1865 September 2: More on the Battle of Platte Bridge; Former Rebels Need to Apply for New Passports
The following appeared in The Prescott Journal’s normal “By Telegraph” column on September 2, 1865. The two inside pages of The Polk County Press are identical to the Journal’s inside pages for September 2, 1865. No explanation is given in either newspaper; it may have happened during microfilming.
B Y T E L E G R A P H
NEW YORK, Aug. 26.—A Salt Lake despatch of July 30th, says the telegraph operator reports that the Indians have carried off five miles of wire west of Platte Bridge.
On the 26th some 2,000 Indians attacked the post of Platte Bridge. There was heavy skirmishing all the afternoon, many of the Indians being kiled [sic].
Lieut. Collins, of Co. G. 15th Ohio, and twenty-seven men were killed. Lieut. Collin’s was killed while leading a charge by 700 Kansas troops against some 600 Indians.
NEW YORK, Aug. 26.—The Tribune’s dispatch has the following :
General Grant [Ulysses S. Grant] remarked recently that sufficient evidence has been adduced during the late conspiracy trials to convict Jeff. Davis [Jefferson Davis] of complicity in the assassination of President Lincoln [Abraham Lincoln] ; and that the fate of the conspirators settled that of Jeff. Davis.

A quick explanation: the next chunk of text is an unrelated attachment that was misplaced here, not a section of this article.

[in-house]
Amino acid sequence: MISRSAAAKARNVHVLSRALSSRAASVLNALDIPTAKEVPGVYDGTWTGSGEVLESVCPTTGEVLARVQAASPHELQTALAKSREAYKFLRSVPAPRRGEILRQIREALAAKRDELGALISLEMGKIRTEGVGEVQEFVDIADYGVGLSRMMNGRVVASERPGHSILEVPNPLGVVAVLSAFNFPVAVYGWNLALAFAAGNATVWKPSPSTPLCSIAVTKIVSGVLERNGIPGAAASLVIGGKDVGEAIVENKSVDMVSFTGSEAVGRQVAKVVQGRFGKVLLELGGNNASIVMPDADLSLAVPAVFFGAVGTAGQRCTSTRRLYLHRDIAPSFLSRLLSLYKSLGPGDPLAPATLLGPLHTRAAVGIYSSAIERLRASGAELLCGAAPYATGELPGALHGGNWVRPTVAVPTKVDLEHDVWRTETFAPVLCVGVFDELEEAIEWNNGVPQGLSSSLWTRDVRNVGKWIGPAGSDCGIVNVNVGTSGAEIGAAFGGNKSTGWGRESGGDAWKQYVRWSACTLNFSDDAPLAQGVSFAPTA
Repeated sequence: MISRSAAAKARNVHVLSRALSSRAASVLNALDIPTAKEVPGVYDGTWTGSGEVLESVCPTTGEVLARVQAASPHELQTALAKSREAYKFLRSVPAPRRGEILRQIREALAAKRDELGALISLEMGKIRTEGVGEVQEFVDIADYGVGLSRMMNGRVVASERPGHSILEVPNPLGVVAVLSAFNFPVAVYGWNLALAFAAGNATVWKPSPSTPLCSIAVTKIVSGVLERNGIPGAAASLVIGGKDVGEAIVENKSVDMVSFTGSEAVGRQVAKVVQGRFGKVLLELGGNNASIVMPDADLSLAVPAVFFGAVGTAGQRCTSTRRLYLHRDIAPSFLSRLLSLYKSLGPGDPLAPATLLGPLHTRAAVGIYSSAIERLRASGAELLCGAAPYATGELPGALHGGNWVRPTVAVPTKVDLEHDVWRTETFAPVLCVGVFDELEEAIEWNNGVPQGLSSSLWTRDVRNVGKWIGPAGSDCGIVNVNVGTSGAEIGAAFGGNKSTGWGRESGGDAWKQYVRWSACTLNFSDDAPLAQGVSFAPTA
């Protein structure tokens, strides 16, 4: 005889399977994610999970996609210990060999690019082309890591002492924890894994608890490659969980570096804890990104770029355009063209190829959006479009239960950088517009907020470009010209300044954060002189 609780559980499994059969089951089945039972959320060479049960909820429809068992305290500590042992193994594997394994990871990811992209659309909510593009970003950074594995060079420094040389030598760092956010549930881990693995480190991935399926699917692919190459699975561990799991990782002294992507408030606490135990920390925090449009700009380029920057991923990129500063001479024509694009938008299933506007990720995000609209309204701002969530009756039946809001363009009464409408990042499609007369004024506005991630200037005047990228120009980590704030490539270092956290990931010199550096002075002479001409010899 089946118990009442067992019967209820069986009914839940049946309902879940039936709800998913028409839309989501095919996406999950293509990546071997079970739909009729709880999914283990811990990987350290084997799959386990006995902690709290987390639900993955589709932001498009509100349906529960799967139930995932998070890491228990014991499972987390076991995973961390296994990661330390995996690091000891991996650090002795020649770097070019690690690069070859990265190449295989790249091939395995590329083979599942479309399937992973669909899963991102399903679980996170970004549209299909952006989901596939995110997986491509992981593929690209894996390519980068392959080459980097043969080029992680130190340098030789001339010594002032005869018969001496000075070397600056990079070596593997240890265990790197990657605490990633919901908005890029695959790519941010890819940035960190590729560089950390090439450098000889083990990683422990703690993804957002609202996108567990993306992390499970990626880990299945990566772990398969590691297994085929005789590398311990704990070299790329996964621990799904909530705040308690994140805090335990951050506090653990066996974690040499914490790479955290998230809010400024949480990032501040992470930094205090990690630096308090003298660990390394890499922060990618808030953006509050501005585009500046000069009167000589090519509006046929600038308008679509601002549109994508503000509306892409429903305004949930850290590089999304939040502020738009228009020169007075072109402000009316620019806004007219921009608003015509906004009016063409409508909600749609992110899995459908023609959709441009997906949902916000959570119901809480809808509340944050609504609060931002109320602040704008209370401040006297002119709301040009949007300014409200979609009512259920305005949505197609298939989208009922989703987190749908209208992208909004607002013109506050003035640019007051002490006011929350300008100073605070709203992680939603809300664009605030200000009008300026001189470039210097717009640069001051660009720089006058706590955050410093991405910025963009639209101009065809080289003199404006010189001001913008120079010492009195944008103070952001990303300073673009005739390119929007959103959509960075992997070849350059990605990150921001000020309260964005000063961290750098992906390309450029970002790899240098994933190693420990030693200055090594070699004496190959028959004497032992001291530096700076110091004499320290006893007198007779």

Legal proceedings will soon be instituted against Major Wallach,¹ of Washington, to make him disgorge the funds of the colored schools.
Herald’s Washington special says that the Emperor Maximilian recently sent a letter of condolence on the death of Mr. Lincoln to President Johnson [Andrew Johnson] but the latter was not accepted on the ground that no such person as the Emperor of Mexico was known or recognized.
WASHINGTON, Aug. 26.—Executive Office, Department of State, Aug. 22.—Paroled prisoners asking passports as citizens of the United States, and against whom no special charges may be pending, will be furnished with passports upon application therefor to the Department of State, in usual form ; such passports, will, however, be issued upon the return to the United States without leave of the President.
Other persons implicated in the rebellion who may wish to go abroad, will apply to the Department of State for passports, and applications will be disposed of according to the merits of the several cases by the President of the United States.
(Signed,) .WM. H. SEWARD,
. .Sec’y of State.
1. Major Wallach was a Confederate officer. One of his brothers supposedly was Richard Simms Wallach, the mayor of Washington, D.C., when President Lincoln was assassinated.